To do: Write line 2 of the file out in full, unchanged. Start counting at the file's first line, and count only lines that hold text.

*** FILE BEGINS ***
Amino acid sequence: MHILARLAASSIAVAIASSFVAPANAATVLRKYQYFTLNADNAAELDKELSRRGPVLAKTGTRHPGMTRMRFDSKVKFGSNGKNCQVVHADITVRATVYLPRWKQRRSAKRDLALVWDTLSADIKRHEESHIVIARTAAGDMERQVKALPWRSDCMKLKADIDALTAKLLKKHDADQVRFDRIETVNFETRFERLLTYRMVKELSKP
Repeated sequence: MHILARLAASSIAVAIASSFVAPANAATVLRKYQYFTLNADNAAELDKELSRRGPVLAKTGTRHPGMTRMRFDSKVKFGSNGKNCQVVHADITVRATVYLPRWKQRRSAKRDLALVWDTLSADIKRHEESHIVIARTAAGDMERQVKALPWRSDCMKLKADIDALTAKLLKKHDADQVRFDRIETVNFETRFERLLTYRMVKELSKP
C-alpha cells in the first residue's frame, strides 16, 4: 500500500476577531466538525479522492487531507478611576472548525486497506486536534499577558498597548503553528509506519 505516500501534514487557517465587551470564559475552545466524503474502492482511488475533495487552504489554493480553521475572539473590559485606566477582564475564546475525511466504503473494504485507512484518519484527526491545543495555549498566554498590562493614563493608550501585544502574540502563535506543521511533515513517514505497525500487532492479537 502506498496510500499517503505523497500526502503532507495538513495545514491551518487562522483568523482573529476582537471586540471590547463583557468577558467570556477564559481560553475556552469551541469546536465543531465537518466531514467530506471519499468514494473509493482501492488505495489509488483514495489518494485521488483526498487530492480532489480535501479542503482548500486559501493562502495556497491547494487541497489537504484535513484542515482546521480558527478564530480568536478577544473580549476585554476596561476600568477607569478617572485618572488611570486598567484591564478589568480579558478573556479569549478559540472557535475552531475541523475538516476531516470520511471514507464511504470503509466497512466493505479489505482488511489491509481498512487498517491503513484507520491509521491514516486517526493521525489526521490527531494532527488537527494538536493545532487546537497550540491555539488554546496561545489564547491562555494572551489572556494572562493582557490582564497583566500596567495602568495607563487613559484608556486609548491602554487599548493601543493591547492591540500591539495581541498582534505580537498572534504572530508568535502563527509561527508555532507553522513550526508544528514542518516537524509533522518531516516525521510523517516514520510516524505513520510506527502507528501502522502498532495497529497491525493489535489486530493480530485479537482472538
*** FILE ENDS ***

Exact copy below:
Repeated sequence: MHILARLAASSIAVAIASSFVAPANAATVLRKYQYFTLNADNAAELDKELSRRGPVLAKTGTRHPGMTRMRFDSKVKFGSNGKNCQVVHADITVRATVYLPRWKQRRSAKRDLALVWDTLSADIKRHEESHIVIARTAAGDMERQVKALPWRSDCMKLKADIDALTAKLLKKHDADQVRFDRIETVNFETRFERLLTYRMVKELSKP